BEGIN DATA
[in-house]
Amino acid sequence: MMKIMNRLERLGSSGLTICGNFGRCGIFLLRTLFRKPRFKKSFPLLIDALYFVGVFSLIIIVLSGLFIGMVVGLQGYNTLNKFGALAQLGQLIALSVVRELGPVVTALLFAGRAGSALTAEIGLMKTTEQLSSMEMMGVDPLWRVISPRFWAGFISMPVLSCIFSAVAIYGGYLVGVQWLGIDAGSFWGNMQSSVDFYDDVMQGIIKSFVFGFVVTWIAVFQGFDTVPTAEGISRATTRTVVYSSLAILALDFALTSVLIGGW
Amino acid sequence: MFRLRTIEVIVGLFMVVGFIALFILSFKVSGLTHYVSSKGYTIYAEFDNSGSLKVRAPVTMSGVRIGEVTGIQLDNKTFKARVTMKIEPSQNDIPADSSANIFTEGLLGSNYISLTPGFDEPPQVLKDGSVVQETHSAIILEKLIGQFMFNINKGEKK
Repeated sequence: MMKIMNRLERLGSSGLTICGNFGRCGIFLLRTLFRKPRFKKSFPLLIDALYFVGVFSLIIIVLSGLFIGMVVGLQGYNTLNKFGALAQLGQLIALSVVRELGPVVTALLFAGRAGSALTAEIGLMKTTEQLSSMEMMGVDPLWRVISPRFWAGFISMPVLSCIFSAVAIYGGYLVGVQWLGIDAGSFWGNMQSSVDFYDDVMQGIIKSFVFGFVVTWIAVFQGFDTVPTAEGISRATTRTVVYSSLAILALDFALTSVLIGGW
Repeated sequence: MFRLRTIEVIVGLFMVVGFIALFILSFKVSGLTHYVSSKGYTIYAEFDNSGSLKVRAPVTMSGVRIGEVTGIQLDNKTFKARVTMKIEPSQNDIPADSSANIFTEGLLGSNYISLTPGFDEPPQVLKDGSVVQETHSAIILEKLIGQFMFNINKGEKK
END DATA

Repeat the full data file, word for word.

[in-house]
Amino acid sequence: MMKIMNRLERLGSSGLTICGNFGRCGIFLLRTLFRKPRFKKSFPLLIDALYFVGVFSLIIIVLSGLFIGMVVGLQGYNTLNKFGALAQLGQLIALSVVRELGPVVTALLFAGRAGSALTAEIGLMKTTEQLSSMEMMGVDPLWRVISPRFWAGFISMPVLSCIFSAVAIYGGYLVGVQWLGIDAGSFWGNMQSSVDFYDDVMQGIIKSFVFGFVVTWIAVFQGFDTVPTAEGISRATTRTVVYSSLAILALDFALTSVLIGGW
Amino acid sequence: MFRLRTIEVIVGLFMVVGFIALFILSFKVSGLTHYVSSKGYTIYAEFDNSGSLKVRAPVTMSGVRIGEVTGIQLDNKTFKARVTMKIEPSQNDIPADSSANIFTEGLLGSNYISLTPGFDEPPQVLKDGSVVQETHSAIILEKLIGQFMFNINKGEKK
Repeated sequence: MMKIMNRLERLGSSGLTICGNFGRCGIFLLRTLFRKPRFKKSFPLLIDALYFVGVFSLIIIVLSGLFIGMVVGLQGYNTLNKFGALAQLGQLIALSVVRELGPVVTALLFAGRAGSALTAEIGLMKTTEQLSSMEMMGVDPLWRVISPRFWAGFISMPVLSCIFSAVAIYGGYLVGVQWLGIDAGSFWGNMQSSVDFYDDVMQGIIKSFVFGFVVTWIAVFQGFDTVPTAEGISRATTRTVVYSSLAILALDFALTSVLIGGW
Repeated sequence: MFRLRTIEVIVGLFMVVGFIALFILSFKVSGLTHYVSSKGYTIYAEFDNSGSLKVRAPVTMSGVRIGEVTGIQLDNKTFKARVTMKIEPSQNDIPADSSANIFTEGLLGSNYISLTPGFDEPPQVLKDGSVVQETHSAIILEKLIGQFMFNINKGEKK